The Mystery of God, the Dove that Flies, the Joy of Being a Theologian...

(and) "How to Write a Theological Sentence"

"How to Write a Theological Sentence" was the essay by Stanley Hauerwas I read this morning. Well, I tried to read it. Because every pargraph in his essay DEMANDED that I stop reading... and reflect, write, dream, imagine, and engage. I am not exaggerating when I say this:

This essay may be one of the most important essays I have read in many (many) years.

Because I had to read, reflect, write, dream and so on - that meant I was doing what Sven Birkerts calls Deep Reading... a practice that has much in common with Lectio Divina. 

However, I am not going to talk about that. Instead, what I want to do is provide a beautiful, magnificent paragraph of sentences and words that describe God. Hauwerwas used it in his essay. You are going to have to read this paragraph several times. I invite you to do that. For "easier" reading on a computer screen, I have separated sentences, but what follows is one complete paragraph. It is written by John Donne, a mystical poet. It comes from his book Devotion, page 142 (which I struggled through years ago).
 

My God, my God, thou art a direct God, may I not say a literal God, a God that wouldst be understood literally and according to the plain sense of all thou sayest,

but thou art also (Lord I intend it to thy glory, and let no profane misinterpreter abuse it to thy diminution),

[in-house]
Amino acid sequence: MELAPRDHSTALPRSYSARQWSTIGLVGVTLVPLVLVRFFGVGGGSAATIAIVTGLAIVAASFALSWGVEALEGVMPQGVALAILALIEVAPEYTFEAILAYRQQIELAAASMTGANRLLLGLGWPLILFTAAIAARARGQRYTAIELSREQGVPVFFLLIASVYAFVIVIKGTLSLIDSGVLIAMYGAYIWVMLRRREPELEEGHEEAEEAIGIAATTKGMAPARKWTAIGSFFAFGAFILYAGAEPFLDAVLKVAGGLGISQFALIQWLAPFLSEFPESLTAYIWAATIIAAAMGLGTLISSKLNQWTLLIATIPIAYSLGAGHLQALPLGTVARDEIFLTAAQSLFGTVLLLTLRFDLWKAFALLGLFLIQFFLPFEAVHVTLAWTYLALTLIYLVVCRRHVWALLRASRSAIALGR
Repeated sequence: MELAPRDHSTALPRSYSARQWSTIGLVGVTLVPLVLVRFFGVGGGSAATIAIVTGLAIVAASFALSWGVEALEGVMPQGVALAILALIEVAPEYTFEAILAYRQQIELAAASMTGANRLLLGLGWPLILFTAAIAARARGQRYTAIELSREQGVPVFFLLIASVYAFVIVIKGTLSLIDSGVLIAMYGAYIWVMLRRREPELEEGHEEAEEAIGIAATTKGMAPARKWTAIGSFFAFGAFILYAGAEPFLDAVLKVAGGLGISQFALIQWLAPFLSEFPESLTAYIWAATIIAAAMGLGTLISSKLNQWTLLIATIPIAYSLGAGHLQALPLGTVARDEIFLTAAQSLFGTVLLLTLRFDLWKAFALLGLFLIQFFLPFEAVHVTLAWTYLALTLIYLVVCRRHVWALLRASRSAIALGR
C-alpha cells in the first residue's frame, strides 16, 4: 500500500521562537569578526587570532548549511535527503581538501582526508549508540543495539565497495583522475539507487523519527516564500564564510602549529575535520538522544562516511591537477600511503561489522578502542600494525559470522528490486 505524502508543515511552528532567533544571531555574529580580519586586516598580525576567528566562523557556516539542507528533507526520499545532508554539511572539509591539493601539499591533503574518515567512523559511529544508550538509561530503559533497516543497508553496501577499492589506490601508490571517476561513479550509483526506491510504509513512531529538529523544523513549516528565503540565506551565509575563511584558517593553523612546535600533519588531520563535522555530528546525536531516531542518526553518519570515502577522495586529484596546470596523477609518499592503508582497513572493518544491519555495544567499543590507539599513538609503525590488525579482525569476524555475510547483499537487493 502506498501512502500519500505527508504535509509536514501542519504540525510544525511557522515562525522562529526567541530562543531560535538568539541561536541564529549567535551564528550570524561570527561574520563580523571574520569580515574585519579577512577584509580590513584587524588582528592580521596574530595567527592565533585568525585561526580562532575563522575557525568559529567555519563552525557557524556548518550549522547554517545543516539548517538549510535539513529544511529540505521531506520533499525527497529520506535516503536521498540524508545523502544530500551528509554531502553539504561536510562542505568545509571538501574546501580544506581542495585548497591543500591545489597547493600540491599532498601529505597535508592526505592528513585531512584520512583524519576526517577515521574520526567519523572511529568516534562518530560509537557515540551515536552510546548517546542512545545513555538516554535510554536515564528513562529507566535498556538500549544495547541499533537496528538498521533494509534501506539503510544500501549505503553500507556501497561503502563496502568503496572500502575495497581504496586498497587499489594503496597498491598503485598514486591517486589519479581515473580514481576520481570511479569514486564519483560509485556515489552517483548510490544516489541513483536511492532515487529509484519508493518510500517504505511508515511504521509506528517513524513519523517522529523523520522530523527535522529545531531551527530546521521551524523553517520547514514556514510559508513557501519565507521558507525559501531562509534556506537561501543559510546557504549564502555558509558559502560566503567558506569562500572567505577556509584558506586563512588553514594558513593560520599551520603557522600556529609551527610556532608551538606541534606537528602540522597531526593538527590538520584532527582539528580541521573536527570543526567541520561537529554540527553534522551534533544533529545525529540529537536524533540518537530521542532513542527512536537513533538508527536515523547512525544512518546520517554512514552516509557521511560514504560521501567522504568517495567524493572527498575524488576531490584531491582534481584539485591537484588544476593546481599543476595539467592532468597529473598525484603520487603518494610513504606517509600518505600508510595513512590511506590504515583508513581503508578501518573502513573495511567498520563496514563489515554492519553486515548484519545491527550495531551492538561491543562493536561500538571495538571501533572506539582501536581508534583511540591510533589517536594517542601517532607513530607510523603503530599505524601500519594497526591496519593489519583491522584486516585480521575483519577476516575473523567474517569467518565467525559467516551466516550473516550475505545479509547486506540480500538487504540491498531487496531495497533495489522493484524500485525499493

thou are a figurative, a metaphysical God too, a God in whose words there is such 

a height of figures,
such voyages,
such peregrinations to fetch remote and precious metaphors,
such extensions,
such spreadings,
such curtains of allegories,
such third heavens of hyperboles,
so harmonious elocutions,
so retired and so reserved expressions,
so commanding persuasions,
so persuading commandments,
such sinews even in milk,
and such things in thy words,
as all profane authors seem of the seed of the serpent that creeps,

thou are the dove that flies.
 

Yes, read that many times. Linger over the words. Roll them around on the tongue and the pathways of your mind. Let them trickle down the throat to the heart. Then may they rise back up in praise and worship.

The Apostle Paul says, "Oh, the depth of the riches of the wisdom and knowledge of God..." and concludes his doxology, "For from him and through him and to him are all things. To him be the glory forever! Amen."

The joy of the theologian is to dwell on such things, to live into them, and to bring them forth for others. I am grateful that, such is part of my calling.

Brian K. Rice
Leadership ConneXtions International

BrianRice@lcileaders.org

p.s. If you didn't know some of the words Donne used - look them up. I had to look up peregrinations... which means to walk or travel, especially by foot...